I made my Iron Chef Eden kale and kohlrabi dish tonight. It was sushi. I used both the kale and kohlrabi in two ways to make the finished sushi rolls. First off, I have to say that these are the ugliest sushi rolls you will ever see in your life. In fact, I dubbed them Frankensushi. This is the first time I've ever made sushi, and it is clear I need some serious instruction on how to do it properly.
Ironically, the only roll that turned out somewhat well was the one I screwed up. I was trying to get the rice on the outside of the roll, and for the first two (in the back) I did. As you can see, that was an unmitigated disaster. To make the outside, I had been placing the kale on the bottom, then putting rice on top, finally flipping it over at the end to start adding the filling. For the third roll, I forgot to flip it over. As it turns out, it was the only roll I could cut and which managed to stay in pieces that held together as you picked it up.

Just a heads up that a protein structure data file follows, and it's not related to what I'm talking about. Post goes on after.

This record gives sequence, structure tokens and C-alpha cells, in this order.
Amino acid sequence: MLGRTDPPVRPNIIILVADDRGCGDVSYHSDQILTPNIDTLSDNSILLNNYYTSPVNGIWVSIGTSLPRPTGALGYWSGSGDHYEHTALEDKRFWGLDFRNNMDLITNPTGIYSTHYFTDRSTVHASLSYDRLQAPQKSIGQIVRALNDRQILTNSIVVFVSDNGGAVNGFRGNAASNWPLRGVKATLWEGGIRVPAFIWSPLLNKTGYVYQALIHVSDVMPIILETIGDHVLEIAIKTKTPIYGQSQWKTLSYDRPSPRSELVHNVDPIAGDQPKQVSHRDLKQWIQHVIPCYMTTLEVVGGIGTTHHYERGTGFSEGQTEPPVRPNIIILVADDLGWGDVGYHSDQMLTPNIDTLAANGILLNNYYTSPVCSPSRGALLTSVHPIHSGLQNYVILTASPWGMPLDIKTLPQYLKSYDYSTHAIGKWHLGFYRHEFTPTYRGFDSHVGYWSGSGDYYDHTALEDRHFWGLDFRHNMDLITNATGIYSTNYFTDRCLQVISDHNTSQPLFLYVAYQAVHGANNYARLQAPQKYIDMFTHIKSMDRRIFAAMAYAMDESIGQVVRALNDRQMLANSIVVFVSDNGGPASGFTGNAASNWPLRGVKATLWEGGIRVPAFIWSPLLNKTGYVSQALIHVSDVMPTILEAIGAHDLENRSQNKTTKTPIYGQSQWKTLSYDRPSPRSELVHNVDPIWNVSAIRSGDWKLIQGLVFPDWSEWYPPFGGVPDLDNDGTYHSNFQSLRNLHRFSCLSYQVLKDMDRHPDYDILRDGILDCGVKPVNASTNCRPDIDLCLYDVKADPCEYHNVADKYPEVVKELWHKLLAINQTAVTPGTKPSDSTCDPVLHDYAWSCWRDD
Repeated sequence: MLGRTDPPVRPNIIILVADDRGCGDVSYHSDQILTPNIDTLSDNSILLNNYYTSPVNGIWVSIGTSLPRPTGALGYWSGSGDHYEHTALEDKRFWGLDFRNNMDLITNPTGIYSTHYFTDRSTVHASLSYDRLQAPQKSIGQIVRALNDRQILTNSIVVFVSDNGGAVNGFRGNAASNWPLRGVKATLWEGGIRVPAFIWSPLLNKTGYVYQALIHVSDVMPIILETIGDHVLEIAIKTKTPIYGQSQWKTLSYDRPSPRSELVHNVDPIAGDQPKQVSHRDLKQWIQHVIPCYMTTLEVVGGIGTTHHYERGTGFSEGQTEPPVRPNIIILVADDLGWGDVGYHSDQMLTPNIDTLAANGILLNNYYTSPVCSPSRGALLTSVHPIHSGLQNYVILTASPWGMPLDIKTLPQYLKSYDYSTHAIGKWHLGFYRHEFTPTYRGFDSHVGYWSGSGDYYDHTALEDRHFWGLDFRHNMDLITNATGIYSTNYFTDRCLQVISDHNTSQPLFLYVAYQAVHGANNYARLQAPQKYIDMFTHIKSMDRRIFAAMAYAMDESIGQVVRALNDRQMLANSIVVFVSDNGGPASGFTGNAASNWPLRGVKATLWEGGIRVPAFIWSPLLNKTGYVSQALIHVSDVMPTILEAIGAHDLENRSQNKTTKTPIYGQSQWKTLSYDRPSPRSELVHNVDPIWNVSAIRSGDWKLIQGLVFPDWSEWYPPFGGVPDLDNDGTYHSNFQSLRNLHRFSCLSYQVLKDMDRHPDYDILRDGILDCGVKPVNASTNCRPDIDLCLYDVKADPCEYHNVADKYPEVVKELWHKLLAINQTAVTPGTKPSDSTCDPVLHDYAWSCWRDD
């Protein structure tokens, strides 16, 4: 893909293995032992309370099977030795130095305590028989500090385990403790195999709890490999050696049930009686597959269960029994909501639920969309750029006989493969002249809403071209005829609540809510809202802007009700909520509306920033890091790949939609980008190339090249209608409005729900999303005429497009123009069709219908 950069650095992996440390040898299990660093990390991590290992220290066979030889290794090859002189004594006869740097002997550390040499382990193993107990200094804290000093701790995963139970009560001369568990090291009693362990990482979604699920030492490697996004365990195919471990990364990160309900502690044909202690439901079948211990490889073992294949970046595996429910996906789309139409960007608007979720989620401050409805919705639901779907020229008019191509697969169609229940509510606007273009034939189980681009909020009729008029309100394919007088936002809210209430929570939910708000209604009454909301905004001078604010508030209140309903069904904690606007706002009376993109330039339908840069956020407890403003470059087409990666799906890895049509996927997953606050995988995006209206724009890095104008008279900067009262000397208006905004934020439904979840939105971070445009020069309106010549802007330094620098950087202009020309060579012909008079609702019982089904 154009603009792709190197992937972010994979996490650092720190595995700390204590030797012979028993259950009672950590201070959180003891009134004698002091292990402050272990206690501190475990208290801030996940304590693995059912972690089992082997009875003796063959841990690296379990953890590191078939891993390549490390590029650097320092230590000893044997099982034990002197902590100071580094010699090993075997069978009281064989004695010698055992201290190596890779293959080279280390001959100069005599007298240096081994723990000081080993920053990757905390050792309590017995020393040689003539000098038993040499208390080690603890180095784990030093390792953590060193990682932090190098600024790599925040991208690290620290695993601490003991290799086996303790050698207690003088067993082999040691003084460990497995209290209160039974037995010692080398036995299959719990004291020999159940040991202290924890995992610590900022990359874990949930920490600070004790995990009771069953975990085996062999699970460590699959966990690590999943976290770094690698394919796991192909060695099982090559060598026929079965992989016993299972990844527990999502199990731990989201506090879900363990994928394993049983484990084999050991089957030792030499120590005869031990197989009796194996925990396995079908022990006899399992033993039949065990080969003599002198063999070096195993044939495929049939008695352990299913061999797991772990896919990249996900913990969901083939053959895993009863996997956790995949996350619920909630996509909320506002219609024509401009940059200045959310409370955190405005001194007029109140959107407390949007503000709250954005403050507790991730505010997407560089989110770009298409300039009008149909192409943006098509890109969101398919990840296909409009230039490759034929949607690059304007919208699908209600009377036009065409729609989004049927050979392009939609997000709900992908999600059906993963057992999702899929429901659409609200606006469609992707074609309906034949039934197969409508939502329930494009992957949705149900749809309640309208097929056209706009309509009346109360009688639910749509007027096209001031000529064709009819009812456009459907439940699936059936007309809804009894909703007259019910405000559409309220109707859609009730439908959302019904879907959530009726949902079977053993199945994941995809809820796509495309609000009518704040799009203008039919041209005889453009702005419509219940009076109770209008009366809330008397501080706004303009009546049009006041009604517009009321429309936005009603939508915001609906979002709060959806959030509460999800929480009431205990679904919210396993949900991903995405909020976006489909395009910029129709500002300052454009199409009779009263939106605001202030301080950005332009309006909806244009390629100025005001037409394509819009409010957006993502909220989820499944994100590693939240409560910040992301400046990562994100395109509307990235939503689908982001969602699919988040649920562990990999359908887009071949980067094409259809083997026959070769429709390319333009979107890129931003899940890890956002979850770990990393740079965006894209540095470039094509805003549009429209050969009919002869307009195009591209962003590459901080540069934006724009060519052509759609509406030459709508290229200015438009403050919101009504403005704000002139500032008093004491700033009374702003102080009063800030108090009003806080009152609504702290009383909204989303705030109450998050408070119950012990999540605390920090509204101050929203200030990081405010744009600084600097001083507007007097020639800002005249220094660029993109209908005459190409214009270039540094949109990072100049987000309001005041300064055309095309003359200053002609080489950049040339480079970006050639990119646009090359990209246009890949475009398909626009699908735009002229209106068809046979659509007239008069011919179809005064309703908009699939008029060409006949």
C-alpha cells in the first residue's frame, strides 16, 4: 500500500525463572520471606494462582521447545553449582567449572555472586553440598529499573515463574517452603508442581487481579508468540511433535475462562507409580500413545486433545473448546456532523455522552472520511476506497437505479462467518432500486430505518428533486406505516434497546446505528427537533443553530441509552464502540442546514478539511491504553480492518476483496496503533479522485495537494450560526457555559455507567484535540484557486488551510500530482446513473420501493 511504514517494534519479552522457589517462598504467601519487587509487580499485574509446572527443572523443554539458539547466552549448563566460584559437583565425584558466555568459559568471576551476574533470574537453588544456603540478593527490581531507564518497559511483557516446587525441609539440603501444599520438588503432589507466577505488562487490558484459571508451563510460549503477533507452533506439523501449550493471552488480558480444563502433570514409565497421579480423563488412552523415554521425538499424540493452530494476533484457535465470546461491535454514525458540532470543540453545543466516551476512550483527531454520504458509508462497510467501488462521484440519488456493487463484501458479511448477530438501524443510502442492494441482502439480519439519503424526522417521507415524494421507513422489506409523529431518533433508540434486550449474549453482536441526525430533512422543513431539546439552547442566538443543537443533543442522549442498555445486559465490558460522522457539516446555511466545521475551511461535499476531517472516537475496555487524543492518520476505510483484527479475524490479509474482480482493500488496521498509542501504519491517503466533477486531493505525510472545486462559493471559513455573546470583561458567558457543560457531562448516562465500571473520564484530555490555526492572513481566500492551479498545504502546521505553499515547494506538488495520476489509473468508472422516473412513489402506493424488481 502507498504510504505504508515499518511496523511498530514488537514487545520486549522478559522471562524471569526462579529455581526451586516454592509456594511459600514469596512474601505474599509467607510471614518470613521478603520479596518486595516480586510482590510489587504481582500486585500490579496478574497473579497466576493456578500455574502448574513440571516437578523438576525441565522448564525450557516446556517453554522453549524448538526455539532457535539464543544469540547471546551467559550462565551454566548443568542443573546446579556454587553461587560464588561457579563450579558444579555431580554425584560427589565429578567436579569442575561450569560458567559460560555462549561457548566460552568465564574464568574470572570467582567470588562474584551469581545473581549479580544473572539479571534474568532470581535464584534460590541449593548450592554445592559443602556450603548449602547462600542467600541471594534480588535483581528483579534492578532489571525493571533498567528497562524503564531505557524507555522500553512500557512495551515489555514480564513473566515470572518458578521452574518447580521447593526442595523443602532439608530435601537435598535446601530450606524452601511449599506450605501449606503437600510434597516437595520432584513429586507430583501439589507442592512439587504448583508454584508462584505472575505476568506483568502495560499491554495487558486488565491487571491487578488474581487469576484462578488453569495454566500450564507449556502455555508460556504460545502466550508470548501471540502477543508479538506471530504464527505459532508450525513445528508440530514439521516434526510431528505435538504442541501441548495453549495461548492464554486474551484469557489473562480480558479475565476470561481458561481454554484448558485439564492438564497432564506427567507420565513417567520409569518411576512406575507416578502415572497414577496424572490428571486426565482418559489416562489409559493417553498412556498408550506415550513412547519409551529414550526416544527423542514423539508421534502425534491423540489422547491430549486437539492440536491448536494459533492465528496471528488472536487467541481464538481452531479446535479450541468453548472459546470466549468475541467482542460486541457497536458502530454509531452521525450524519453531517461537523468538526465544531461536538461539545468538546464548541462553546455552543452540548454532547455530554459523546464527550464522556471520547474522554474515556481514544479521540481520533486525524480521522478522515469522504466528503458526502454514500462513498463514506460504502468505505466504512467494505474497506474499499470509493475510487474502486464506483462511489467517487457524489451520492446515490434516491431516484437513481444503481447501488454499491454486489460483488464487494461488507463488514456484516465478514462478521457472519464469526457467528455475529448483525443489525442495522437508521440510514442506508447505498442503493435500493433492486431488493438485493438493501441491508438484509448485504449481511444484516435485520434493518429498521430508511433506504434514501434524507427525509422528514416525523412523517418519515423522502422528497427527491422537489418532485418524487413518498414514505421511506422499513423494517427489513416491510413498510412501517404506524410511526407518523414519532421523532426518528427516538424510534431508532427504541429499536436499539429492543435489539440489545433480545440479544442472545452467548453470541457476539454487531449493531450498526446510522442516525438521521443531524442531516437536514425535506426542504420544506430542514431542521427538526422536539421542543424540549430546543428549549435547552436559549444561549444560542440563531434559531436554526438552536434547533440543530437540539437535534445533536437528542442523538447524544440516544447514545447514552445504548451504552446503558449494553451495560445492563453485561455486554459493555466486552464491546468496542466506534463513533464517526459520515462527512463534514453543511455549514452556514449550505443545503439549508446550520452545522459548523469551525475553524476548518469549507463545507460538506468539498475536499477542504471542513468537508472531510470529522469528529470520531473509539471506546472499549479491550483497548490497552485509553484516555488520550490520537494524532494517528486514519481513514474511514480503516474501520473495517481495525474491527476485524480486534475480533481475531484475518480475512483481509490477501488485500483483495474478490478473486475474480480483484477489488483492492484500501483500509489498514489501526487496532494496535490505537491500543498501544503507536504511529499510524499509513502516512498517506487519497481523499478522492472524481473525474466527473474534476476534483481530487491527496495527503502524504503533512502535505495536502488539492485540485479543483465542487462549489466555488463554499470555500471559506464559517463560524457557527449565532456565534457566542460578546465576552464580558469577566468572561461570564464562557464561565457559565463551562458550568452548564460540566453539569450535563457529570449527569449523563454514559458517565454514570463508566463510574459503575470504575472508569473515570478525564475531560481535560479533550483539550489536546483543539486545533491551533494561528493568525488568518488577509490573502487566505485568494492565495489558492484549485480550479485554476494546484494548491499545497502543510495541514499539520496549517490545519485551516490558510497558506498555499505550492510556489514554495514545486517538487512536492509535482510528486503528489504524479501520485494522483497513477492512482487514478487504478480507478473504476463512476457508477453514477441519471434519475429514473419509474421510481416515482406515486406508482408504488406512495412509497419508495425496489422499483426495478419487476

OK, so this is what I did. I steamed some dinosaur (Lacinto) kale for about 10 minutes until it was limp, then I layered them on a baking stone, salted them, and dried them in the oven at 200 degrees for an hour. That ended up getting them to the perfect consistency (about identical to the seaweed used in other sushi). Then I took sections of the layered kale, added the rice, and started the sushi wrap. Inside I put raw ahi tuna, some fresh crab that I spiced up with some sriracha and sugar, raw kohlrabi, fried kale, and a pesto. The pesto contained avocado, cilantro, perilla (a mint-like Japanese herb), chunks of kohlrabi, garlic, olive oil, salt, and pepper.
I have to say that for as ugly as the rolls looked, the taste was phenomenal
. It turned out precisely how I had hoped. The pesto was complex and creamy, the tuna was sweet, the crab was spicy, the kohlrabi and fried kale were crunchy- it all matched wonderfully (as well as, if not better, any sushi I've ever had). The kale wrapping worked so well that I think I prefer it to seaweed in that it adds a flavor that complemented and added to the dish, rather than just sit there like seaweed does. Aside from learning how to make the roll correctly, I wouldn't change a thing - a rare thing when I cook.